complex but are capable of being finalized within a
period not exceeding fourteen months.

d. Speed Track Four reserved for special or very

complex cases that do not fall within the other three
categories of speed tracks. They must be concluded
within twenty-four months.

ix. O. VIII (A) Rule 4 CPC prohibits a departure from or

amendment of a scheduling conference order unless the
court is satisfied that such departure or amendment is
necessary in the interests of justice.

x. Section 28 and O. XX of the CPC requires the court to

pronounce judgment in open court at once or on a future
date in which case notice of the day should be given to the
parties. This provision initially gave unnecessary leeway to
courts to procrastinate the delivery of judgment after the
completion of the hearing of a case. The CJTWG observes
that the loophole moved Parliament to pass an amending
provision that binds courts to pronounce judgment within 90
days from the date of closing hearing.

On the basis of these Timelines and Speed Tracks that have

been adopted it is possible to project, at least for guidance
purposes, the roadmap of the case.

Armed with all the material prepared in the pre-litigation phase

the Advocate can easily prepare for each Particular Step in the
Litigation Phase with relative Ease. If required to make
Applications for discovery the need thereof would have been
contemplated from the time Case Analysis was undertaken.
When parties are required to submit themselves to Court
supervised mediation (ADR) the well-prepared advocate would
already have his BATNA and can negotiate with relative
confidence. Similarly, in Pre-Trial Conferences the preferred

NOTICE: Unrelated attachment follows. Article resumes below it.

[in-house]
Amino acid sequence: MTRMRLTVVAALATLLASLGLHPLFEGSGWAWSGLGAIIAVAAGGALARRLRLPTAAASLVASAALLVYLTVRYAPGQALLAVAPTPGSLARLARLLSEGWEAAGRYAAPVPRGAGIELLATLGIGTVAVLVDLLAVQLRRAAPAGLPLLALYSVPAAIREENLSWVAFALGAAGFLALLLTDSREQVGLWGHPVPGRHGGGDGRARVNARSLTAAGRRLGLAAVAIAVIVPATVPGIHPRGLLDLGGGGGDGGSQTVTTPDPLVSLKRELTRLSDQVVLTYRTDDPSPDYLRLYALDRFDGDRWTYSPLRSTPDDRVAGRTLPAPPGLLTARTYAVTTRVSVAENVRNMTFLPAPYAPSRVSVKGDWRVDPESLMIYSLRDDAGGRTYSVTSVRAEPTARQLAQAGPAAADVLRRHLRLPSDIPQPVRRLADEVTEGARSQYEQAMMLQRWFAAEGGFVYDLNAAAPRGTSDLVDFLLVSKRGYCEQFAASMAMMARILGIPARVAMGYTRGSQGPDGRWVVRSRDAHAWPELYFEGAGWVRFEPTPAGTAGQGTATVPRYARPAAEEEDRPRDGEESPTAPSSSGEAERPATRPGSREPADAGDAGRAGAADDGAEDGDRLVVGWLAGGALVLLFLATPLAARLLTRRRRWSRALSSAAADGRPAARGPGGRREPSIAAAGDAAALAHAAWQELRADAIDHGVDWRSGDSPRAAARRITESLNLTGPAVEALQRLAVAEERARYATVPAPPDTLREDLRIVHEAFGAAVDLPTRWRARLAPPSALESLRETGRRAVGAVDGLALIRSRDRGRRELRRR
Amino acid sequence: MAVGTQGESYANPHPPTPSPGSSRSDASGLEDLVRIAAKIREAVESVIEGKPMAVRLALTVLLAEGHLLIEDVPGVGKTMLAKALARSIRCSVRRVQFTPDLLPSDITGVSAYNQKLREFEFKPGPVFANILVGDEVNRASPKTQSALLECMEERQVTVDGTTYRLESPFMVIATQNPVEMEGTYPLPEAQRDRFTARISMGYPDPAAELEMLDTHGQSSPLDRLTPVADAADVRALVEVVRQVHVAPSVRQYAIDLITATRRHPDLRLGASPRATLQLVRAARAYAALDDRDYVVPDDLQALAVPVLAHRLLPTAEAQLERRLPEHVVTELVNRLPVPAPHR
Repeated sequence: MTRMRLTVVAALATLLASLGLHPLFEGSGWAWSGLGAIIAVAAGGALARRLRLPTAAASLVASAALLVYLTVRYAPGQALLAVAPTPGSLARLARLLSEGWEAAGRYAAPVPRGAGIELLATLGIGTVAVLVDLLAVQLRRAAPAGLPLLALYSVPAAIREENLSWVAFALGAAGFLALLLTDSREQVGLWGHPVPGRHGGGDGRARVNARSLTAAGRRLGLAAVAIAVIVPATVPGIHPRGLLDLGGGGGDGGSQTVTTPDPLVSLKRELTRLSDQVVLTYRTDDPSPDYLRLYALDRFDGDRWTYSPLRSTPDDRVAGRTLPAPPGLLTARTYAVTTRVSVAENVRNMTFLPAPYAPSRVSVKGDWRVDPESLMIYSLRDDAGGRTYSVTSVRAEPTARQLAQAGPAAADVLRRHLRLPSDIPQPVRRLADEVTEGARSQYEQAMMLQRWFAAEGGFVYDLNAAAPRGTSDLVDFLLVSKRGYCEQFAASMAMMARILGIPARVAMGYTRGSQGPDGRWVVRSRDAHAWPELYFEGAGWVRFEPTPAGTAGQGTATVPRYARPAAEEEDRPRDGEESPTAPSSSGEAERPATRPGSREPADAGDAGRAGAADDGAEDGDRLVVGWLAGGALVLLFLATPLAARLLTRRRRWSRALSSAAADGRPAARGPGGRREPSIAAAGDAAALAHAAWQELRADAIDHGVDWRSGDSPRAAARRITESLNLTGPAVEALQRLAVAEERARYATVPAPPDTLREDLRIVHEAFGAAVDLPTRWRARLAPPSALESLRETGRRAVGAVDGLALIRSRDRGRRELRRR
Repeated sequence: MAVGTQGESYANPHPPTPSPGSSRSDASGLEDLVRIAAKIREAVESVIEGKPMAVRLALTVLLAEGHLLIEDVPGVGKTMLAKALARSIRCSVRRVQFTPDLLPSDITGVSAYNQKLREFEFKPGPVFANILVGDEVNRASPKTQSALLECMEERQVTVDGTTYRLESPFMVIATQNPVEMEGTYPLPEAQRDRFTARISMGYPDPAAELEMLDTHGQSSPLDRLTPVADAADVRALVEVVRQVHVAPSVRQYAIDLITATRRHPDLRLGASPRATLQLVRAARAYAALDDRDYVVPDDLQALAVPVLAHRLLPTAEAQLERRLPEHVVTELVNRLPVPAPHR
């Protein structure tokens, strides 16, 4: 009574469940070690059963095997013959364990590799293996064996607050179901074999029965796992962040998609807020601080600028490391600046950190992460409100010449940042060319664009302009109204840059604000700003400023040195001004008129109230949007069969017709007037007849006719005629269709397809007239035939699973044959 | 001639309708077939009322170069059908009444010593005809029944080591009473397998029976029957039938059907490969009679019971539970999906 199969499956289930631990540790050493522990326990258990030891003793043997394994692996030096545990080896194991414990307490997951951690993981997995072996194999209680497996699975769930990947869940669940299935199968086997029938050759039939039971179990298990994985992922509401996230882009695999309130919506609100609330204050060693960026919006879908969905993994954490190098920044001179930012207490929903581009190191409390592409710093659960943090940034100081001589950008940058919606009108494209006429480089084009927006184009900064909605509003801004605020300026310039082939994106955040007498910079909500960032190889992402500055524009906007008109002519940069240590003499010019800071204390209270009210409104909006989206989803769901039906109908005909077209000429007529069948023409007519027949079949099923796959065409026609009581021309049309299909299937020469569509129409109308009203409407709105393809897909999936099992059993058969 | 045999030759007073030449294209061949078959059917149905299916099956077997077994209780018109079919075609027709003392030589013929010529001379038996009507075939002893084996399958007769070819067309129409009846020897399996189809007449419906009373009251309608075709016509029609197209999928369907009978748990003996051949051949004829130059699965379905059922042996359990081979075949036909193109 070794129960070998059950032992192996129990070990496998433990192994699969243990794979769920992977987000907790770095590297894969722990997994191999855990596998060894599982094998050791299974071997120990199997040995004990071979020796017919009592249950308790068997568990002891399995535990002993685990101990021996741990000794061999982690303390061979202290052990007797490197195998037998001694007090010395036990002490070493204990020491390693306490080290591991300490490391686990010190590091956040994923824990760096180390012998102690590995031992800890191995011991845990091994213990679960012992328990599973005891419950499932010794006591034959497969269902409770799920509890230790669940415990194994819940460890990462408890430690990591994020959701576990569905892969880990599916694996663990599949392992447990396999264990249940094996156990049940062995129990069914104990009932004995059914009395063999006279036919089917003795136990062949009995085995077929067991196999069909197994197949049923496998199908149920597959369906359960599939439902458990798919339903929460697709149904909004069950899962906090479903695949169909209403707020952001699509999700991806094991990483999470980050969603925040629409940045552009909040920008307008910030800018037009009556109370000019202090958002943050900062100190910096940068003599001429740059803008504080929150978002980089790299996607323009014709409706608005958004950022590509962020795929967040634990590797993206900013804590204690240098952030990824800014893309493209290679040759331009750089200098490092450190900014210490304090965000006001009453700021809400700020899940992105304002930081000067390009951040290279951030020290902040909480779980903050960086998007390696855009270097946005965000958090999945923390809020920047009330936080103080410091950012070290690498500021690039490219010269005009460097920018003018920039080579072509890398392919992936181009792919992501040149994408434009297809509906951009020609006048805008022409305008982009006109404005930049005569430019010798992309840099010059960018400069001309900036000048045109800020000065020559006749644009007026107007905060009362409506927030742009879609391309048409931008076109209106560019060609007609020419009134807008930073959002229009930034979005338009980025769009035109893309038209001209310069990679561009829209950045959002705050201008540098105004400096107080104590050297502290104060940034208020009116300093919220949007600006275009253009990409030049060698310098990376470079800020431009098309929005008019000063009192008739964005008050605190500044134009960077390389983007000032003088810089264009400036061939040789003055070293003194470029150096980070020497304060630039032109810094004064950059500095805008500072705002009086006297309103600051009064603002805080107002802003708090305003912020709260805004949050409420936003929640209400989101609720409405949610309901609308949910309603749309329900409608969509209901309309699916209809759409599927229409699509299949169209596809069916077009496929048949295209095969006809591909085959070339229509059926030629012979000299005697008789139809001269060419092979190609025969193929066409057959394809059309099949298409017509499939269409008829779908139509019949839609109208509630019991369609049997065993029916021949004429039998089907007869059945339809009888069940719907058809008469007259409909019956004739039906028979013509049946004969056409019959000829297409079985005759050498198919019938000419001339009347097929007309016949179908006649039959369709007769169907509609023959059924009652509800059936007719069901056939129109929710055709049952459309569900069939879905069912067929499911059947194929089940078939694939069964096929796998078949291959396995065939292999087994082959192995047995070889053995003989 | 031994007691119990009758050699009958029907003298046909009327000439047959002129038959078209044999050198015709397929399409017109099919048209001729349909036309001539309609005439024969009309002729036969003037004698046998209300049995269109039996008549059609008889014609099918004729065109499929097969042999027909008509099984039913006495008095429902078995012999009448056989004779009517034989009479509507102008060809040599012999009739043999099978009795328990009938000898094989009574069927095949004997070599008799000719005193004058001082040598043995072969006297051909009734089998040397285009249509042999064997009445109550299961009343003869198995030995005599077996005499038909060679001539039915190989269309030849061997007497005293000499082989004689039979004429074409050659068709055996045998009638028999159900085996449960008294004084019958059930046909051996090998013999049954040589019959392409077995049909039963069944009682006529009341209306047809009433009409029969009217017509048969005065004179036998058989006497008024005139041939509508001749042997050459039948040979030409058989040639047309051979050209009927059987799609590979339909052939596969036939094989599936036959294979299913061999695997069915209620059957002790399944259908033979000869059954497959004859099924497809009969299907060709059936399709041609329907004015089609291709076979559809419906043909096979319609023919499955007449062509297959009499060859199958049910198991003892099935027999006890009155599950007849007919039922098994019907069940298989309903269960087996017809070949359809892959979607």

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time-line would have been known well before and what kind of
witnesses that the Client would rely upon. In framing issues,
the prepared Counsel would not undergo the embarrassing
silences we often fall into when the presiding Judicial officer
requests the parties to propose Issues that have to be
determined by Court since the Issues will have been the main
element in preparation of several pre-litigation documents –
Case Analysis, Legal Memorandum, the Demand Notice, etc.
Preparation of Opening Statements, Examination of Witnesses
and Final Submissions will all be guided by work prepared in the
Pre-Litigation stage. Witness preparation for Trial would not be
a hassle especially where a Witness Statement was prepared.
Refreshing of memory is an important element especially where
Trials take a long time before they actually start. If it is 4 to 6
years down the line the Witness’ memory may have grown
foggy and a statement written on first contact would go a long
way to trigger back memories that would have otherwise been

I propose not to ‘rub in the salt’ as it were, by being overly

repetitious, but I think the point is made. Any successful
litigation practice starts with preparation and is sustained by a
prepared advocate who is not only knowledgeable about his
client’s case but is confident enough to present it ably. Here I
recall the admonition of Prof. G. M. Fimbo who often told his
Advocacy Skills Class at UDSM some years back that ‘ 80% of
the Trial is won in the Advocates’ Chamber’. Diligence in
preparation is the essential key for success in litigation.